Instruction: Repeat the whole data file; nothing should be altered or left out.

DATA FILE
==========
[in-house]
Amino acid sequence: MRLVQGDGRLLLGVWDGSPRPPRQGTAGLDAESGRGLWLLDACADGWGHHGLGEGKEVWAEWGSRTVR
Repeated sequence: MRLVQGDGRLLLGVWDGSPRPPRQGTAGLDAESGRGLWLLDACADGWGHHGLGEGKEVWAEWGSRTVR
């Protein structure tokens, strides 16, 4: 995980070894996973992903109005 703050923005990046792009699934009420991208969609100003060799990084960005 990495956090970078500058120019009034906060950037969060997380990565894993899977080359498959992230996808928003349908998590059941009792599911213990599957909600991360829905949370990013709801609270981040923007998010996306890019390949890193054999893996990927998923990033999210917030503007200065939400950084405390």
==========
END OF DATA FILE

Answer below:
[in-house]
Amino acid sequence: MRLVQGDGRLLLGVWDGSPRPPRQGTAGLDAESGRGLWLLDACADGWGHHGLGEGKEVWAEWGSRTVR
Repeated sequence: MRLVQGDGRLLLGVWDGSPRPPRQGTAGLDAESGRGLWLLDACADGWGHHGLGEGKEVWAEWGSRTVR
């Protein structure tokens, strides 16, 4: 995980070894996973992903109005 703050923005990046792009699934009420991208969609100003060799990084960005 990495956090970078500058120019009034906060950037969060997380990565894993899977080359498959992230996808928003349908998590059941009792599911213990599957909600991360829905949370990013709801609270981040923007998010996306890019390949890193054999893996990927998923990033999210917030503007200065939400950084405390």